Agrobiology, the study of plant nutrition and growth in relation to soil
Agrology, the branch of soil science dealing with the production of crops.
Agrostology, the study of grasses
Algology, the study of algae
Allergology, the study of the causes and treatment of allergies
Andrology, the study of male health
Anesthesiology, the study of anesthesia and anesthetics
Angiology, the study of the anatomy of blood and lymph vascular systems
Anthropology, the study of humans
Apiology, the study of bees
Arachnology, the study of spiders
Archaeology, the study of past cultures
Archaeozoology, the study of relationships between humans and animals over time
Areology, the study of Mars
Astacology, the study of crawfish
Astrobiology, the study of origin of life
Astrogeology, the study of geology of celestial bodies
Audiology, the study of hearing
Autecology, the study of the ecology of any individual species
Bacteriology, the study of bacteria
Bioecology, the study of interaction of life in the environment
Biology, the study of life
Bromatology, the study of food
Cardiology, the study of the heart
Cariology, the study of cells
Cetology, the study of cetaceans (e.g., whales, dolphins)
Climatology, the study of the climate
Coleopterology, the study of beetles
Conchology, the study of shells and of molluscs
Coniology, the study of dust in the atmosphere and its effects on living organisms
Craniology, the study of the characteristics of the skull
Criminology, the scientific study of crime
Cryology, the study of very low temperatures and related phenomena
Cynology, the study of dogs
Cytology, the study of cells
Cytomorphology, the study of the structure of cells
Cytopathology, the branch of pathology that studies diseases on the cellular level
Dendrochronology, the study of the age of trees and the records in their rings
Dendrology, the study of trees
Dermatology, the study of the skin
Dermatopathology, the field of dermatological anatomical pathology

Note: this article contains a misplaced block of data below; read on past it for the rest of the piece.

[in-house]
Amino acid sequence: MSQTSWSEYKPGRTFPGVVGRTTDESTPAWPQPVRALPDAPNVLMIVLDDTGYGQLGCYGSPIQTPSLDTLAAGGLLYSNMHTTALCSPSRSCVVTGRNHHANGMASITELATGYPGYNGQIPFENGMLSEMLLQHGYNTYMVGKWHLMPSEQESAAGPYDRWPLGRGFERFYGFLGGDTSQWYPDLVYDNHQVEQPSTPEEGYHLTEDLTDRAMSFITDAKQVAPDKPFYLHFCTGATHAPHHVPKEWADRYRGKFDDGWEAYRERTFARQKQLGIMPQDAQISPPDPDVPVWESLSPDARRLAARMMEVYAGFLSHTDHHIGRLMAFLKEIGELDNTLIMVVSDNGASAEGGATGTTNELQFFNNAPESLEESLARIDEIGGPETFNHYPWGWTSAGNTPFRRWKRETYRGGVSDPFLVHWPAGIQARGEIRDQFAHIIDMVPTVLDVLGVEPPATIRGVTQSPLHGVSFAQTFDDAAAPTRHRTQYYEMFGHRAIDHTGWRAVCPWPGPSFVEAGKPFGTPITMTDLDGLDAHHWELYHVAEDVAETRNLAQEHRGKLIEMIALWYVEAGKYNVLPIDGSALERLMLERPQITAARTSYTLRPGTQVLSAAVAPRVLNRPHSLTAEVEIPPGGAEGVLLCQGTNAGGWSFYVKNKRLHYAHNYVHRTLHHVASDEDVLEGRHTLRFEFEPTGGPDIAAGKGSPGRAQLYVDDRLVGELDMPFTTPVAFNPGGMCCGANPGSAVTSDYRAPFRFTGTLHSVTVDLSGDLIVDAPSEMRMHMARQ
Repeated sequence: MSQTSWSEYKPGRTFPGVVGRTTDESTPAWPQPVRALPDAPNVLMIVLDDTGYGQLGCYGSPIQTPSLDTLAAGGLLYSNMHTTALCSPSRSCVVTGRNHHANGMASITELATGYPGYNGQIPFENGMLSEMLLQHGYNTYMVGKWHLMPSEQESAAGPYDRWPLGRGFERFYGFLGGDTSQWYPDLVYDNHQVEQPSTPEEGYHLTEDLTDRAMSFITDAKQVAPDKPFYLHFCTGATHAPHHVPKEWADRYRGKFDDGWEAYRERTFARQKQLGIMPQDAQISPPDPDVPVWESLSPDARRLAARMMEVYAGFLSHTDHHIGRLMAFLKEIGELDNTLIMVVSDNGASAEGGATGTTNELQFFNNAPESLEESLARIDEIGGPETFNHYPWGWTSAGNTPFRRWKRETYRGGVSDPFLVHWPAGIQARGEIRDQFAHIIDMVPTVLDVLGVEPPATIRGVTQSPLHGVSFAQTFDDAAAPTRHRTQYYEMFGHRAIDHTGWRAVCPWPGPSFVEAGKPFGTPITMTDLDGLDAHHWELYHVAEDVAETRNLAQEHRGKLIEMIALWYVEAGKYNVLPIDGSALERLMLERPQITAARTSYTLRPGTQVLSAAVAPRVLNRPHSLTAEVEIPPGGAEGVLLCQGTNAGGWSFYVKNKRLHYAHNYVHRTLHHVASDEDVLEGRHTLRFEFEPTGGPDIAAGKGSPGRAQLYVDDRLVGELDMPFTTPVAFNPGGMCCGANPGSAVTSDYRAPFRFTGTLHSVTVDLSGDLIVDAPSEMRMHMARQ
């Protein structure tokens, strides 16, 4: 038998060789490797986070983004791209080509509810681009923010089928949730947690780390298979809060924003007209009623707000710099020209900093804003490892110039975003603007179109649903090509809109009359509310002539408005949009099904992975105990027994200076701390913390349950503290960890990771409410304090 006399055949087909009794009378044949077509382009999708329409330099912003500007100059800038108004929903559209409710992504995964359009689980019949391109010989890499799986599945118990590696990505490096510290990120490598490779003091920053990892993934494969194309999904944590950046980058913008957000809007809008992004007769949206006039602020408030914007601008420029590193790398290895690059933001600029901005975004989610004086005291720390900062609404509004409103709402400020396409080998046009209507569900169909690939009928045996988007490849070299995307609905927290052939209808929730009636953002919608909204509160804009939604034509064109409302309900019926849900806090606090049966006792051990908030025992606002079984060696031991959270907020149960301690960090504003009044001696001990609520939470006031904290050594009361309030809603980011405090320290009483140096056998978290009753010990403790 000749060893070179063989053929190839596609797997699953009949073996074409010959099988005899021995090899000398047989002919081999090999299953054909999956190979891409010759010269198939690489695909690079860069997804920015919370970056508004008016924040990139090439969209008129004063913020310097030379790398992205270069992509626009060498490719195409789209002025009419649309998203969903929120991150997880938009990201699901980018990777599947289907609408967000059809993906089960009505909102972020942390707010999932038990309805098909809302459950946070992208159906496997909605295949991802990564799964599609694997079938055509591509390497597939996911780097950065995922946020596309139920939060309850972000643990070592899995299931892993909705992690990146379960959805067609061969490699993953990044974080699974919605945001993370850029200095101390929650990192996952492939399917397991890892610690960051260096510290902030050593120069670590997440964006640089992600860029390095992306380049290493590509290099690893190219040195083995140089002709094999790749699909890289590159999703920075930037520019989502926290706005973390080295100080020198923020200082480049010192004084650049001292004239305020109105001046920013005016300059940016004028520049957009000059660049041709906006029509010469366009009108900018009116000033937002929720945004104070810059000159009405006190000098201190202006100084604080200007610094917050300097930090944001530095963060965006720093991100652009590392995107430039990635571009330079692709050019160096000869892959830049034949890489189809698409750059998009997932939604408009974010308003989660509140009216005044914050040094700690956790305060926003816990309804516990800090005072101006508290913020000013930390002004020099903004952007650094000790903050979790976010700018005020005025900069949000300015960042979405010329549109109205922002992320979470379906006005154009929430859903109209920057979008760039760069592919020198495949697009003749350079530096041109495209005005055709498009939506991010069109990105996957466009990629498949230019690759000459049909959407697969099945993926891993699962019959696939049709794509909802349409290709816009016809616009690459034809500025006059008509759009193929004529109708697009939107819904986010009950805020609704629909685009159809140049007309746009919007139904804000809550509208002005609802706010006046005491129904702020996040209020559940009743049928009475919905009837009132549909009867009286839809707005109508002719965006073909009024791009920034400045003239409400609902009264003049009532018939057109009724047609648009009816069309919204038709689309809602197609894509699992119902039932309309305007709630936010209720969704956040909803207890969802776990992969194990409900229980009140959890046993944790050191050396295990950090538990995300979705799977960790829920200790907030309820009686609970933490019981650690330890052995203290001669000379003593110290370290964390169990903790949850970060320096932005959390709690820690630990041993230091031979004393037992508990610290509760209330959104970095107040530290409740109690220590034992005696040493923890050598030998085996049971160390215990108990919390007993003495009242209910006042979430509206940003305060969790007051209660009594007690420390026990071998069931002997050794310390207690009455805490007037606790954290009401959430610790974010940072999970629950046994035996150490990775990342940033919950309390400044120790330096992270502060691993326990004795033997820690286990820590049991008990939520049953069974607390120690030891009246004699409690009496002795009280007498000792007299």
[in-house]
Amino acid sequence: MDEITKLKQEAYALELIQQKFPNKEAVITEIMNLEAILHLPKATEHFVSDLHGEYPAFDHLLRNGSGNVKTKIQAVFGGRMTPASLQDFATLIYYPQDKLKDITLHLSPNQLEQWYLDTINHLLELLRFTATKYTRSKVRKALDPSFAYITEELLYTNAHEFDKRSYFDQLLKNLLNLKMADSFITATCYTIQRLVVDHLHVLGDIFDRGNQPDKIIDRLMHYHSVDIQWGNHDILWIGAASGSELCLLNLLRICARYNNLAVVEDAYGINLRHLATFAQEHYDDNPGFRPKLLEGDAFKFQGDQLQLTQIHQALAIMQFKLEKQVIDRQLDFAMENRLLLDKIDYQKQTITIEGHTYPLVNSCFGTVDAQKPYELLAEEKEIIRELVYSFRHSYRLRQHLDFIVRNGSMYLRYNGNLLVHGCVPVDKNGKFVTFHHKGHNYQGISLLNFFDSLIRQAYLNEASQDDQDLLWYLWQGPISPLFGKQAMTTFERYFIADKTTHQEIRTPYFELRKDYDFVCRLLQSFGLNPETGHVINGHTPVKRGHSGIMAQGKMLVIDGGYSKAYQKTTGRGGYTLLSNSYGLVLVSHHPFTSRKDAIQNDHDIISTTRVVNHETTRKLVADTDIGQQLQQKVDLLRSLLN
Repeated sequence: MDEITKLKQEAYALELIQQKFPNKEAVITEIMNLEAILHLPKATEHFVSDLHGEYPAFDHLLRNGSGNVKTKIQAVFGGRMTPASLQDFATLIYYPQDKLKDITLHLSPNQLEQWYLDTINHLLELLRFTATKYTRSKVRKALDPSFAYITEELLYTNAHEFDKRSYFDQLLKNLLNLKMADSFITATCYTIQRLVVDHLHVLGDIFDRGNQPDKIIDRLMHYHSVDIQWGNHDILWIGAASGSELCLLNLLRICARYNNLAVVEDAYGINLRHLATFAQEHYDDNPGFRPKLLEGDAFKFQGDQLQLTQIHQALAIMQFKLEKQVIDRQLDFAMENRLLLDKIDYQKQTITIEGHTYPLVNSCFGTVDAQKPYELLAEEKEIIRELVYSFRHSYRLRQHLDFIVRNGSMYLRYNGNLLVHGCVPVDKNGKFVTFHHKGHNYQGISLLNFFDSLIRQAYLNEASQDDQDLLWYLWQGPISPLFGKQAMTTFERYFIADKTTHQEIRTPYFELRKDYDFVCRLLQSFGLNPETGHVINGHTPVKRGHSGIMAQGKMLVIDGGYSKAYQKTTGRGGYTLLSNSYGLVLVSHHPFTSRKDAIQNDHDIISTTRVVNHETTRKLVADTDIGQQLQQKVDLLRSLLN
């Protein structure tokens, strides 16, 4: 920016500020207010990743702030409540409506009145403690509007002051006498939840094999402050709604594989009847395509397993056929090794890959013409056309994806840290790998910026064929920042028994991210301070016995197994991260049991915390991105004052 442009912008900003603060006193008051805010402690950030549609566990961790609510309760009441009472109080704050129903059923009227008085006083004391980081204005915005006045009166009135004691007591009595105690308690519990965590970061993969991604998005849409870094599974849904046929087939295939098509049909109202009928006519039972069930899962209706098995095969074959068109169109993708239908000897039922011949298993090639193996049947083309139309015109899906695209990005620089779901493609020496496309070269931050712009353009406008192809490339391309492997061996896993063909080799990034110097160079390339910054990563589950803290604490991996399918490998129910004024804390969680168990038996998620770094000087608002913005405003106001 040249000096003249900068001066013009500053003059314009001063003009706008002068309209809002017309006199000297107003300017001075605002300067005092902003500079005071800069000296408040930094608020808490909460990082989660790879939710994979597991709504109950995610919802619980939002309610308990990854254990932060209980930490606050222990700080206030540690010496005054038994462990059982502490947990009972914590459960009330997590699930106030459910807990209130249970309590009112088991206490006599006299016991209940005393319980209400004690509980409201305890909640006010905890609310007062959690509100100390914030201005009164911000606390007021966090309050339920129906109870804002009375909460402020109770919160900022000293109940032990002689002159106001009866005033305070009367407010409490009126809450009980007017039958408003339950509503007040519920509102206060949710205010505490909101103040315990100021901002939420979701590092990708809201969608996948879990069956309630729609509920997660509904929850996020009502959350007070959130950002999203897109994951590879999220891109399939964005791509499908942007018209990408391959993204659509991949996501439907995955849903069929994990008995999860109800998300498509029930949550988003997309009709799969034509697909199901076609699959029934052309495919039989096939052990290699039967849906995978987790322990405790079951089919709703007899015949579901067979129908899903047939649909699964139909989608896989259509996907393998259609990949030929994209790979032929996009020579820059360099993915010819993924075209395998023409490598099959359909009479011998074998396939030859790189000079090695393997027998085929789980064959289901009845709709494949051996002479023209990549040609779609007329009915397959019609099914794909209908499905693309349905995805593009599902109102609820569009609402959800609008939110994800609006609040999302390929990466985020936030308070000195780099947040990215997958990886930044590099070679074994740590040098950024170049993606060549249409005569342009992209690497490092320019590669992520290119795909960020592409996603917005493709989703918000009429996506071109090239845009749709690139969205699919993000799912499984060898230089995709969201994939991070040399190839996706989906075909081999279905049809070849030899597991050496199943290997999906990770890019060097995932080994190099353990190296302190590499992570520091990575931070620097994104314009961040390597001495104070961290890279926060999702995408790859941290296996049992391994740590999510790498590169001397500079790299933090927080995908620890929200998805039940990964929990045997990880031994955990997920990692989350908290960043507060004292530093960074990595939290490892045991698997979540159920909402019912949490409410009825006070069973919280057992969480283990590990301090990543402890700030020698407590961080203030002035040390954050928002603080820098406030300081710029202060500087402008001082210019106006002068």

Desmology, the study of ligaments
Diabetology, the study of diabetes mellitus
Dipterology, the study of flies
Ecohydrology, the study of interactions between organisms and the water cycle
Ecology, the study of the relationships between living organisms and their environment
Ecophysiology, the study of the interrelationship between an organism's physical functioning and its environment
Edaphology, a branch of soil science that studies the influence of soil on life
Electrophysiology, the study of the relationship between electric phenomena and bodily processes
Embryology, the study of embryos
Endocrinology, the study of internal secretory glands
Entomology, the study of insects
Enzymology, the study of enzymes
Epidemiology, the study of the origin and spread of diseases
Ethology, the study of animal behavior
Exobiology, the study of life in outer space
Exogeology, the study of geology of celestial bodies
Felinology, the study of cats
Fetology, the study of the fetus
Sometimes spelled foetology Formicology, the study of ants
Gastrology or Gastroenterology, the study of the stomach and intestines
Gemology, the study of gemstones
Geobiology, the study of the biosphere and its relations to the lithosphere and atmosphere
Geochronology, the study of the age of the Earth
Geology, the study of the Earth
Geomorphology, the study of present-day landforms
Gerontology, the study of old age
Glaciology, the study of glaciers
Gynecology, the study of medicine relating to women
Hematology, the study of blood
Heliology, the study of the sun
Helioseismology, the study of vibrations and oscillations in the sun
Helminthology, the study of parasitic worms
Hepatology, the study of the liver
Herbology, the study of the therapeutic use of plants
Herpetology, the study of reptiles and amphibians
Heteroptology, the study of true bugs
Hippology, study of horses
Histology, the study of living tissues
Histopathology, the study of the microscopic structure of diseased tissue
Hydrogeology, the study of underground water